The Window
1599 Howard Street
San Francisco, CA

Twitter: @thewindowSF
What’s on deck for April? Belly Burgers, Mama Empanada, Soup Junkie, Bayou by the Bay, +
View the entire schedule here.

// photos by fareandsq // thanks nathan and tom for looking so naturale! //

Julie + Arnaud of Vive La Tarte

Why Juile + Arnaud rock: owners of vive la tarte, a savory and sweet Belgian home-style pie mobile bakery that delivers straight to your door!

Who is Julie?
J: I’m coming from a small country in Europe, Belgium, which is country of chocolate and beer! So we were already born and living in a food scene. Before starting vive la tarte, I was on a corporate career track, as a management consultant close to 6 years. Then I discovered that it was absolutely not what I liked to do.
I was passionate about creating a small business with an impact on people in a sector I actually really enjoyed—which is food. Why food? Two reasons, a part of my family, my great-aunt wrote a great recipe book, which I was really inspired by. Second part is that I feel food links people, shares happiness, going around the table and enjoying food. I really like that— the community aspect.

A: What Julie forgot to say about her, she studied engineering. Engineers are very precise people. I think that is one of the key things she applies in pastry. It’s not complicated, but there’s a lot of precision. You know, if you add too much sugar to the flour, it’s not going to be the same. By using this skill in food is a great asset.

Who is Arnaud?
A: I’m coming Belgium as well. Also stuck in the corporate world and just realized I couldn’t really use my talents. I wanted to be more creative, but the market was not ready for that. I was happy to find this project. I see life as a number of projects. I think vive la tarte is the first project that we are doing in a very independent way. But I would like to think there will be other projects in the food industry and in some other things. I like a lot of things. I like real things. I like to be in front of people who are true to themselves, not afraid of being what they are. Same for food. I don’t need to have most fancy food, if I’m sure about the quality in there. That’s the rule that I apply for everything I do.

How did you both meet?
J+A: We met in high school.

A: We’ve been together for 13 years, we met when we were 17. We were best friends and then things happened… [laughs]

J: And got married last year…

So your honeymoon was in San Francisco?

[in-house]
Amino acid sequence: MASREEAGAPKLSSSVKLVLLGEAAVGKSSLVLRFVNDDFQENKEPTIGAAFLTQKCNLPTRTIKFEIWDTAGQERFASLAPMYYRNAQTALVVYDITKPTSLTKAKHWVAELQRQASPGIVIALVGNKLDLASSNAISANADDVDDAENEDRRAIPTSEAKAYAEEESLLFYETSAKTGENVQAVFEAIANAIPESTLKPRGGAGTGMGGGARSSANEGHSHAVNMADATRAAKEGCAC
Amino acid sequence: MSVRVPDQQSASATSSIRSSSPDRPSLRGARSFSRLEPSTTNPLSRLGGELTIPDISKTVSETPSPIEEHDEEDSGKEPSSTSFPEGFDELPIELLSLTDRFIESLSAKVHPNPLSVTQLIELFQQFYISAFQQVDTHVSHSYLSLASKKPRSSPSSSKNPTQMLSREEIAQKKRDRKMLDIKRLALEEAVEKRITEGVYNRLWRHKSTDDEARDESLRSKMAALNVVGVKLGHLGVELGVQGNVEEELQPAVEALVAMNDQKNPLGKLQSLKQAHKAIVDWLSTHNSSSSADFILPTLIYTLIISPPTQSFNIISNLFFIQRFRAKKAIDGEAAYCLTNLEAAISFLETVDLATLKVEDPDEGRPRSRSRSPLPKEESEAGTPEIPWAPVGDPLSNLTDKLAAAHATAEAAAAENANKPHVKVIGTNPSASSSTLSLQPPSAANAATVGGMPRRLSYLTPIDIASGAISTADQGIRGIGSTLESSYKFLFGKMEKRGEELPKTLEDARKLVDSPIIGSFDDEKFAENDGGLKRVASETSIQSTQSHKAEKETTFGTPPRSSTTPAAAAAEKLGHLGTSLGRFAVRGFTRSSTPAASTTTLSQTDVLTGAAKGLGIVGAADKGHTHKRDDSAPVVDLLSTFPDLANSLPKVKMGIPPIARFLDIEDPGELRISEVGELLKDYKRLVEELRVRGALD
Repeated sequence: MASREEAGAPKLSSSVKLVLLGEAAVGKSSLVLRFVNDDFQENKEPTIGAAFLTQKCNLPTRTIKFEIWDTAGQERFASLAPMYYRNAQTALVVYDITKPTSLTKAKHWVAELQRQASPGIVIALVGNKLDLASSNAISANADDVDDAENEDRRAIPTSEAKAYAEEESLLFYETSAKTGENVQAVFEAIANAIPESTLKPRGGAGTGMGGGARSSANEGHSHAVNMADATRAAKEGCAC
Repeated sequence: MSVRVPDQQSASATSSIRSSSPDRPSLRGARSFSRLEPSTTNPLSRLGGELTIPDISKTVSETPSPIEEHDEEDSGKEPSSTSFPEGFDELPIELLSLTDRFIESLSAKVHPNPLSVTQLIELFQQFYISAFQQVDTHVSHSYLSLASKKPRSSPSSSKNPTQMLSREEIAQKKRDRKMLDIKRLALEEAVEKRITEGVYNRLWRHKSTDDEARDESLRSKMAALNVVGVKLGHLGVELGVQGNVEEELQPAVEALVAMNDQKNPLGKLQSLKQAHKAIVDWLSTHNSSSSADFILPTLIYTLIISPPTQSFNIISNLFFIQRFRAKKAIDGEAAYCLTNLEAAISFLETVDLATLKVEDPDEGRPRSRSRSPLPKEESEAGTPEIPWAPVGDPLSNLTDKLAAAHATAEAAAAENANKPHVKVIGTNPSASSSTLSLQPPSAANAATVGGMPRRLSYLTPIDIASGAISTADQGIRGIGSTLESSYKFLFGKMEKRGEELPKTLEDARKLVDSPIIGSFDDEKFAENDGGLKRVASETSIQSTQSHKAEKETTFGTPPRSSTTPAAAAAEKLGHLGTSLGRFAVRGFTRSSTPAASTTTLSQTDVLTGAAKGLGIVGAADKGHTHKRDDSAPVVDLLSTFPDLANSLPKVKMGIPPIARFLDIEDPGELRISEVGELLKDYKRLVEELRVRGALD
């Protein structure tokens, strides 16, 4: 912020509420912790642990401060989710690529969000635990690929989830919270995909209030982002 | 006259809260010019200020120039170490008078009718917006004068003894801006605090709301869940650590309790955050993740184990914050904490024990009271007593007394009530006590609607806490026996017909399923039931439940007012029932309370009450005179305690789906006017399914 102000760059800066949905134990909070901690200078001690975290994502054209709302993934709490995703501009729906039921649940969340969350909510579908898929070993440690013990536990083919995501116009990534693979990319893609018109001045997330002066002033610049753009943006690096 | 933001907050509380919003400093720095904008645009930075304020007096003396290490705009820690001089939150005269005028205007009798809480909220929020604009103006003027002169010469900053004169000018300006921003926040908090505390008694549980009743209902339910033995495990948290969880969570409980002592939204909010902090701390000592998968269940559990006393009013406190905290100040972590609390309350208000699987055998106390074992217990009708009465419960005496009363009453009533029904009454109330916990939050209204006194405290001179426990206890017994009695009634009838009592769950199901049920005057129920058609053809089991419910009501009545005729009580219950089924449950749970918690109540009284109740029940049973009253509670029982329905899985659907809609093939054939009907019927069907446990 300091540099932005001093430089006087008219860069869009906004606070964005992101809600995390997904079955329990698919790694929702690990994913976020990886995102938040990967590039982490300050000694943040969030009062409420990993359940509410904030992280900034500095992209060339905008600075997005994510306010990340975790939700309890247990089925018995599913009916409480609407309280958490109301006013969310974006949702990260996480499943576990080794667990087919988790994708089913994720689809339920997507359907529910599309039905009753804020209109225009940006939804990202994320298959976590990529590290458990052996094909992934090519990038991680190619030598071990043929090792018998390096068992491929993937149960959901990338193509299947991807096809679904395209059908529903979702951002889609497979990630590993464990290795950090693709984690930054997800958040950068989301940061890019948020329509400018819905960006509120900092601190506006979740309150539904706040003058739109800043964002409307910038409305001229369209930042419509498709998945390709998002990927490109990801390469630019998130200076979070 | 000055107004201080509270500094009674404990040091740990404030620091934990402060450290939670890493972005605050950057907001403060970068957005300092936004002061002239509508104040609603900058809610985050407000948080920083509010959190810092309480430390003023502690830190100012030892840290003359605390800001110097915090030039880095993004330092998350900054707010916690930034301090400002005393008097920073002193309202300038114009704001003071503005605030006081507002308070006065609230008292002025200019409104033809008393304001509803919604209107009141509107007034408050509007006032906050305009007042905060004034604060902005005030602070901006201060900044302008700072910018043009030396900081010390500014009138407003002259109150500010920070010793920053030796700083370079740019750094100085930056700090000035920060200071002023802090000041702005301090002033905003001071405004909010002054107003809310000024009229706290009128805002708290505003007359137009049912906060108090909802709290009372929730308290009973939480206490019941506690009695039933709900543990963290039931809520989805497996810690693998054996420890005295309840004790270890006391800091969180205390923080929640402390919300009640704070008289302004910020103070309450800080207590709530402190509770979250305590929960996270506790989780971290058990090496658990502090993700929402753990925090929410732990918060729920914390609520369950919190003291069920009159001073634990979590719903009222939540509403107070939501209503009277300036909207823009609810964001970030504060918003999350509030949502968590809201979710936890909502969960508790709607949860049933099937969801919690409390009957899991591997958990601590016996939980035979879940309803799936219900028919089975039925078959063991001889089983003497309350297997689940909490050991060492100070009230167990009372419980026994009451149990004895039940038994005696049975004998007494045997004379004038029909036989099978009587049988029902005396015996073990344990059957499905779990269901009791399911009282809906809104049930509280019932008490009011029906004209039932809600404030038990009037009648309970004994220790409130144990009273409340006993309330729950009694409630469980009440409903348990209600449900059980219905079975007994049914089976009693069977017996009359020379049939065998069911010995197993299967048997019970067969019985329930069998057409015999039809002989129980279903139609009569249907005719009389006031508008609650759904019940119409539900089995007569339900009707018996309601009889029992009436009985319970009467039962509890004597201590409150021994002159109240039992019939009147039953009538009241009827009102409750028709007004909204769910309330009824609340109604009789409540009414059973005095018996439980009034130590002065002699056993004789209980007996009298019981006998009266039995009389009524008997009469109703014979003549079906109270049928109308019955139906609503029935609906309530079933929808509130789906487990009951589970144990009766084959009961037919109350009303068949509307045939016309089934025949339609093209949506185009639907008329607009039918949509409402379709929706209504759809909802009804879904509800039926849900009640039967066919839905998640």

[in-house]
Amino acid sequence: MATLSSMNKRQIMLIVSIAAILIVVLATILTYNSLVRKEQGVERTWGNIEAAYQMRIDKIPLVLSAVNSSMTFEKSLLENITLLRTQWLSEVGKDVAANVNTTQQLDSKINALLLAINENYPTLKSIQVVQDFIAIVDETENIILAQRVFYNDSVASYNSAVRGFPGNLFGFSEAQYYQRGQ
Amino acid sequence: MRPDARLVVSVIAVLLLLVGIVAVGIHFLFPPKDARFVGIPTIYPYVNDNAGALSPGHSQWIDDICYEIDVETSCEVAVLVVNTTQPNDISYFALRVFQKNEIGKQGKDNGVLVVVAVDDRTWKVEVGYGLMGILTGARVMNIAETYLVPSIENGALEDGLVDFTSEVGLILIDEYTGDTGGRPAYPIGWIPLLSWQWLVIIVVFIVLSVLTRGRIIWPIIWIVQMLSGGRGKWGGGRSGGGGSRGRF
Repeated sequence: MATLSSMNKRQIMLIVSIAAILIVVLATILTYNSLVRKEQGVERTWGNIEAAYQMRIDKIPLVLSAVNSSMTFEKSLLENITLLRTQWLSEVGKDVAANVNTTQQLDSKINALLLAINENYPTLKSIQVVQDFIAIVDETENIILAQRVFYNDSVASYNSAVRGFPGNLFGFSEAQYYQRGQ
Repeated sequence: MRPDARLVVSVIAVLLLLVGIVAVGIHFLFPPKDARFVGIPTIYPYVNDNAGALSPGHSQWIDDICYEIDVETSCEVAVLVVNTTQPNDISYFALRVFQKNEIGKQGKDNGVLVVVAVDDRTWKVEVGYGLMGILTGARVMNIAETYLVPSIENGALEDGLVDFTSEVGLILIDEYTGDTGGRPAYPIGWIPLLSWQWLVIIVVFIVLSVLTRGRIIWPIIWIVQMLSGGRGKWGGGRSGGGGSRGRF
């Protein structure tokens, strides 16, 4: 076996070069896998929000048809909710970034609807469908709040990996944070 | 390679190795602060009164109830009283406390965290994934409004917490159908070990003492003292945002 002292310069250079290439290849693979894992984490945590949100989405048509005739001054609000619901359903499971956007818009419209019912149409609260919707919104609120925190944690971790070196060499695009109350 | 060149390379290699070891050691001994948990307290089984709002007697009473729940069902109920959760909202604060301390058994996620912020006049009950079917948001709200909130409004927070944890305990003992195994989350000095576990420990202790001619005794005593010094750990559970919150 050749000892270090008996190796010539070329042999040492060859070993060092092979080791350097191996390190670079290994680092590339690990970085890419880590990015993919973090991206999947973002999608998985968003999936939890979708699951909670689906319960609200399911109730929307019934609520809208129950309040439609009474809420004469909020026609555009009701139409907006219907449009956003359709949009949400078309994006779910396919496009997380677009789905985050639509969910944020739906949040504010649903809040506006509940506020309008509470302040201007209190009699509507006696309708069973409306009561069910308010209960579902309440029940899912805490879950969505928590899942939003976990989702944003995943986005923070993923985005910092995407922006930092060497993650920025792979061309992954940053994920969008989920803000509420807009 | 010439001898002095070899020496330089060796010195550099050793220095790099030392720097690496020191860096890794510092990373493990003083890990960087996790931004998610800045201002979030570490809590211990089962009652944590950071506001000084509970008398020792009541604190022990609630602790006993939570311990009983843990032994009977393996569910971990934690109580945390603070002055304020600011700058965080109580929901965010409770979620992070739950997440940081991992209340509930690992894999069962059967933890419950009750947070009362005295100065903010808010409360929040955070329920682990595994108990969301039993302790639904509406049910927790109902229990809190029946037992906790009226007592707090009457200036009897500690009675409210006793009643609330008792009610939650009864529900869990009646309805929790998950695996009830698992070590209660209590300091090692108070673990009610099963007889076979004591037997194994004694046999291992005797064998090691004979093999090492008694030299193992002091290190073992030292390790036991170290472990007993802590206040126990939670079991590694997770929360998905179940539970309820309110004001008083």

J: In California. We did a classical tour starting in LA, going along the coast, going to Yosemite, Grand Canyon and we stopped for a long time in San Francisco.

A: The idea for the honeymoon was that we knew we both wanted something else and to move out of our country, where we were stuck in the Belgian dream…

J: Work a 9-5 job…

J+A: Buy a house…

A: Have 3 kids and live a very repetitive life. We knew we wanted to do something else, but didn’t really know what. By doing this in California, we saw a lot of options. As Julie, mentioned, it’s the openness to new things that is amazing, especially in San Francisco. Another thing is also that you can be young and succeed. In Europe, there’s a tendency to say that you need grey hair to be taken seriously.

What made you choose San Francisco as a location for your business?
J: It was the spirit of the city, the people we met and the quality of produce we could find here. It was a great combination.

A: I also think it was a good choice as San Francisco is closer to Europe than other cities in California. People know a lot about Europe; there’s a closer connection. For us, there are two food poles in the U.S. There’s New York, the establishment, and first stop for most Europeans. Then there is definitely San Francisco, with a focus on organic quality food. It’s less about the fanciness and more about what’s really inside.

J: It’s the authenticity of the city we liked and it’s human-sized. That’s really why we felt at home really quickly in this city.

Have you both lived abroad prior outside of Belgium?
J: I studied in Canada for 6 months in Kingston…

A: I did a student exchange in Connecticut for a few months. We both traveled quite a bit for work… Julie around Europe. I traveled to the U.S., Singapore, Bahrain and so on. Anyway, we like it here… a lot!

How did the idea of vive la tarte come about?
A: I think it actually came from a craving, especially from Julie. In the afternoon we like to sit down, chill out a bit, have a piece of pie, and drink some good coffee. We could find good coffee. We could find a lot of pastry, but not the taste we were looking for. So, the day after, we started touring the city to taste all kind of food! At the end of these two days, while looking at the Golden Gate, we were like, okay, we’ve eaten from all these bakeries in the city and no one is doing what we would like to do. There was an opportunity and so it was like, okay, let’s go!

You both did research and tasting, but what was the preparation process?
J: When we came back from our honeymoon, I quit my job to dedicate myself to vive la tarte completely. It was a process of 8 months, and 3 months here on location. We did a few different things, which was, first the VISA and other administrative stuff (legal set up, creating the entity)… and you have to do those things right. I also went to speak to potential clients to see what they liked, what they needed, what was missing. I also went to a number of potential suppliers to see what they could provide us. The most important aspect was product development. We had a number of recipes at home that we tested in Belgium. The challenge was testing out those recipes here with local ingredients and have it taste like home.